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Top Stories This Week in the Chronicle.
April 27, 2007

The first person to tell America: 'Gay is Good'

When the Army fired Frank Kameny 50 years ago, he began an era

Cleveland--“If I’m not remembered for anything else, I want to remembered for coining the slogan, ‘Gay is Good,’ ” said Dr. Franklin E. Kameny.

Kameny, 82, was interviewed by the Gay People’s Chronicle before he gave the keynote address at the American Veterans for Equal Rights national convention in Cleveland on April 21.

Kameny is one of the most important figures in the struggle for LGBT equality, having been the movement’s intellectual base, its conscience and its driving force.

After serving as a combat soldier in Europe during World War II, Kameny finished the Ph.D. in astronomy he started at Harvard at age 15. After teaching at Georgetown University, Kameny took a civil service job as an astronomer in the Army Map Service in Washington, D.C.

Shortly afterward, Kameny was investigated on a morals charge after being discovered in Lafayette Park, a gay cruising area across the street from the White House.

Kameny was fired from the Army job in 1957, and in 1958 learned that he had been barred by the Civil Service Commission any future employment with the government.

This was the beginning of a new homophile movement, 11 years before the Stonewall riots--one that was militant, active, and unafraid of confrontation. It was also a sharp contrast to what the groups in San Francisco and New York were doing at the time.

“It’s not my personality. It did not suit my temperment,” said Kameny of the organizations at the time, which were largely invisible and were known for asking the powerful for recognition, then retreating when it did not come.

Kameny immediately sued the government for his job back, but lost. When his lawyer would not appeal the case to the U.S. Supreme Court, Kameny petitioned the court himself to hear the case, which the high court denied.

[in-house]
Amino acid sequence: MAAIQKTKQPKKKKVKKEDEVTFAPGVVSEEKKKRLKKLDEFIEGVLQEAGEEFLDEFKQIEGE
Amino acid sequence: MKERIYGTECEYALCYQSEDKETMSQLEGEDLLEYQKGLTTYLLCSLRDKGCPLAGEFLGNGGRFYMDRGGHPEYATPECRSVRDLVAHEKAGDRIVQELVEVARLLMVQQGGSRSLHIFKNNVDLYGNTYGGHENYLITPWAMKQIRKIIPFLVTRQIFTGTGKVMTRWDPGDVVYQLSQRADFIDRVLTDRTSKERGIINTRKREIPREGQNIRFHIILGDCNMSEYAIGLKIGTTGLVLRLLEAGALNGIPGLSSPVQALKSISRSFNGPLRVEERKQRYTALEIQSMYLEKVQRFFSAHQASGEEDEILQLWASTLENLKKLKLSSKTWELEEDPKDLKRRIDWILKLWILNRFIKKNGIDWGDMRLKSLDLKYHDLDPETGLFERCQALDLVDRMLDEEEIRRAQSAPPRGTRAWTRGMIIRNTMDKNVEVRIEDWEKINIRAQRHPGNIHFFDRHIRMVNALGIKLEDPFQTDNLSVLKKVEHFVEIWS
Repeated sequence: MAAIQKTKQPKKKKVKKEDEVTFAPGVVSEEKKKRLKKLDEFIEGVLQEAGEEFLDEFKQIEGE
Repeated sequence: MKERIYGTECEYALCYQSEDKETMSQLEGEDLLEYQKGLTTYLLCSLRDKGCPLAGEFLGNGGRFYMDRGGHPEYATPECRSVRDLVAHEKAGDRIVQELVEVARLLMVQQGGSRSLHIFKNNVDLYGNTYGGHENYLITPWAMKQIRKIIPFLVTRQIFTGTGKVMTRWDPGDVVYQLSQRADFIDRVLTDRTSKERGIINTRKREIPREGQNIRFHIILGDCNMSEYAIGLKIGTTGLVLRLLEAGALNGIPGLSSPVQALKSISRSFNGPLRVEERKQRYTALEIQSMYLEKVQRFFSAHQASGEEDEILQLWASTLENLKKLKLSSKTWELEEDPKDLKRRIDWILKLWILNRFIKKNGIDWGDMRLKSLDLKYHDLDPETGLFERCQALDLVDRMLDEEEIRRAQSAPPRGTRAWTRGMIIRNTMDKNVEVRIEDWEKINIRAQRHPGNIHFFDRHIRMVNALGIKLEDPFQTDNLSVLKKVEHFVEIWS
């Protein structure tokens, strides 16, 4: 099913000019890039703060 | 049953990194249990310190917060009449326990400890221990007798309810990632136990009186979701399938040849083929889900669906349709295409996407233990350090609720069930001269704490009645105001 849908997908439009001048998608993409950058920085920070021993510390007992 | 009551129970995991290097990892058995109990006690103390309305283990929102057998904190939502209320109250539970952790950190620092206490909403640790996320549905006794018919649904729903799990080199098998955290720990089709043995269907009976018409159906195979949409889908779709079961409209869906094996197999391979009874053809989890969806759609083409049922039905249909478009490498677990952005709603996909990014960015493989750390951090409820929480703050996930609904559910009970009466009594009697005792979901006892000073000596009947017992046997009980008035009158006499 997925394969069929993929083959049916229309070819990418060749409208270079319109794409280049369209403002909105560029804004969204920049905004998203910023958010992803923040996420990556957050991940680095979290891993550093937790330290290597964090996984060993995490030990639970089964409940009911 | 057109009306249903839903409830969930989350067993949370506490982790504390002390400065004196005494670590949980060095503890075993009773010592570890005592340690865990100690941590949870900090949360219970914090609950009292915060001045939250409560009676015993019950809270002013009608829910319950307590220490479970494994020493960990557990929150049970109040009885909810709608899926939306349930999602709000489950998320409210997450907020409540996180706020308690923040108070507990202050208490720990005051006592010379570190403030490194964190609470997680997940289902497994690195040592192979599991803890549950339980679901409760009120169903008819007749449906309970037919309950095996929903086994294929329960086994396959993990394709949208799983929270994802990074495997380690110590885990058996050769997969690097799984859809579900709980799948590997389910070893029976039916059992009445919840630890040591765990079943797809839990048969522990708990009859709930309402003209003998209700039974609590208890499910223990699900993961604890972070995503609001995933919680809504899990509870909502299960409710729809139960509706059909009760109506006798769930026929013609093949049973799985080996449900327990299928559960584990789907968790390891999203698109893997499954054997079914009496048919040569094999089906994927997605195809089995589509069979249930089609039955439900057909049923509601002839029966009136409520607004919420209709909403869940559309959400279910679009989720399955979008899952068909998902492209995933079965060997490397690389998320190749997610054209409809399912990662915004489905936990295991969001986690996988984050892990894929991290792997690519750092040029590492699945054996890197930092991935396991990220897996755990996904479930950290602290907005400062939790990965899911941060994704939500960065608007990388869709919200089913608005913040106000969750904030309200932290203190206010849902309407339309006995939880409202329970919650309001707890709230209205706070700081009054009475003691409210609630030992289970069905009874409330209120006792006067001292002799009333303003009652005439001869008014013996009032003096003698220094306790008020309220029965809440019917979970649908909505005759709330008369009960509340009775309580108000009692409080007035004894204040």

“Earning a living was difficult after I got fired,” said Kameny. “I had Treasury bonds that held me for a while, but there was an eight month period in 1959 when I lived on 20 cents of food a day. I ended up practically skeletal.”

Kameny added that without a security clearance, good jobs in the private sector were not available either, and gays were barred from getting security clearances then.

At that point, it was 1961, and for Kameny, the battle was just beginning.

That year, he and Jack Nichols launched the Mattachine Society of Washington, which was more aggressive than the unaffiliated San Francisco group of the same name. Kameny’s group began demanding rights and picketing.

Kameny wanted change in several areas: an end to the ban on homosexuals serving in the military, an end to the ban on homosexuals getting security clearances and government jobs, the repeal of “sodomy” laws against gay sex, and the removal of homosexuality from the list of mental disorders. Kameny was the first to seriously challenge any of these inequalities.

He laments that of all these accomplishments, the only one left unachieved is the military ban.

Kameny said the most important one was getting homosexuality removed from the list of mental disorders, for which he is also the most famous.

“No one was going to give rights to loonies,” said Kameny. “So we had to find out if it was true.”

“If it turned out to be justified, we would have to make the best of it, but if it was not justified, it had to be found out and gotten rid of.”

“I am a scientist,” said Kameny, “and I know good the difference between good science and bad science.”

“What I found [examining the science used to justify the mental disorder claim] was the most sloppy, slipshod, pseudo-science imagineable,” Kameny said.

“They were just making assumptions, but they never looked at the assumptions” to see if they were accurate, Kameny said.

Kameny, with the help of Barbara Gittings and others, showed up at American Psychiatric Association conferences every year starting in 1963 with acts of disobedience, theatrics like kissing booths, and as vendors, to get the association’s attention.

Finally, in 1973, Kameny and Gittings appeared on a panel with gay psychiartist John E. Fryer--disguised as Dr. H. Anonymous. They pointed out  the errors in the science.

“That shifted the burden of proof,” said Kameny.

Six months later, on December 15, 1973, the APA changed its position.